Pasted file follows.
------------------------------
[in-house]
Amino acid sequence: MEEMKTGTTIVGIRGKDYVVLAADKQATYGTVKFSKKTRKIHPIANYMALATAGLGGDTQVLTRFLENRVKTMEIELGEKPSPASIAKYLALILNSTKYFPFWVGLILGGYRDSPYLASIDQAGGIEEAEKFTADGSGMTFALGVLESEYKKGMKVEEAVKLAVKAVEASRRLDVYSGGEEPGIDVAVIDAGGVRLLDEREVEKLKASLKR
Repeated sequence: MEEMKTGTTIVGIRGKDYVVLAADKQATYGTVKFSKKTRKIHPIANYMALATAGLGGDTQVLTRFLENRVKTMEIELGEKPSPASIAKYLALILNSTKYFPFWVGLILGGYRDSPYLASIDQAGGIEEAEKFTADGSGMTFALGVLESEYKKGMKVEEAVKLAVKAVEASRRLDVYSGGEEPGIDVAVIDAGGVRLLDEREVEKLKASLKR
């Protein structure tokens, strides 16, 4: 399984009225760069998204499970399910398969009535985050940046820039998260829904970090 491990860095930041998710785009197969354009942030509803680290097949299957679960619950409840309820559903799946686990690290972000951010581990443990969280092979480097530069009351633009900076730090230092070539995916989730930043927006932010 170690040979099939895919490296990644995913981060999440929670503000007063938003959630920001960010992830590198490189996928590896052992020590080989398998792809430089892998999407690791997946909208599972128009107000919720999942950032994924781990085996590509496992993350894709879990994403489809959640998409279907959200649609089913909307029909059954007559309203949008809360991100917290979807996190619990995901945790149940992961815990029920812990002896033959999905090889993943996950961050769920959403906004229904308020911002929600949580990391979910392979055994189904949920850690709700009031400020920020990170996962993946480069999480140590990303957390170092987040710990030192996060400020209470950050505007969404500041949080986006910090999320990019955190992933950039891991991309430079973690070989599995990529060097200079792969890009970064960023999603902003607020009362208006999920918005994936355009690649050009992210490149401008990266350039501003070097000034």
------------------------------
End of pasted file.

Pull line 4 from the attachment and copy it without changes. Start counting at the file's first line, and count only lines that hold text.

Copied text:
């Protein structure tokens, strides 16, 4: 399984009225760069998204499970399910398969009535985050940046820039998260829904970090 491990860095930041998710785009197969354009942030509803680290097949299957679960619950409840309820559903799946686990690290972000951010581990443990969280092979480097530069009351633009900076730090230092070539995916989730930043927006932010 170690040979099939895919490296990644995913981060999440929670503000007063938003959630920001960010992830590198490189996928590896052992020590080989398998792809430089892998999407690791997946909208599972128009107000919720999942950032994924781990085996590509496992993350894709879990994403489809959640998409279907959200649609089913909307029909059954007559309203949008809360991100917290979807996190619990995901945790149940992961815990029920812990002896033959999905090889993943996950961050769920959403906004229904308020911002929600949580990391979910392979055994189904949920850690709700009031400020920020990170996962993946480069999480140590990303957390170092987040710990030192996060400020209470950050505007969404500041949080986006910090999320990019955190992933950039891991991309430079973690070989599995990529060097200079792969890009970064960023999603902003607020009362208006999920918005994936355009690649050009992210490149401008990266350039501003070097000034």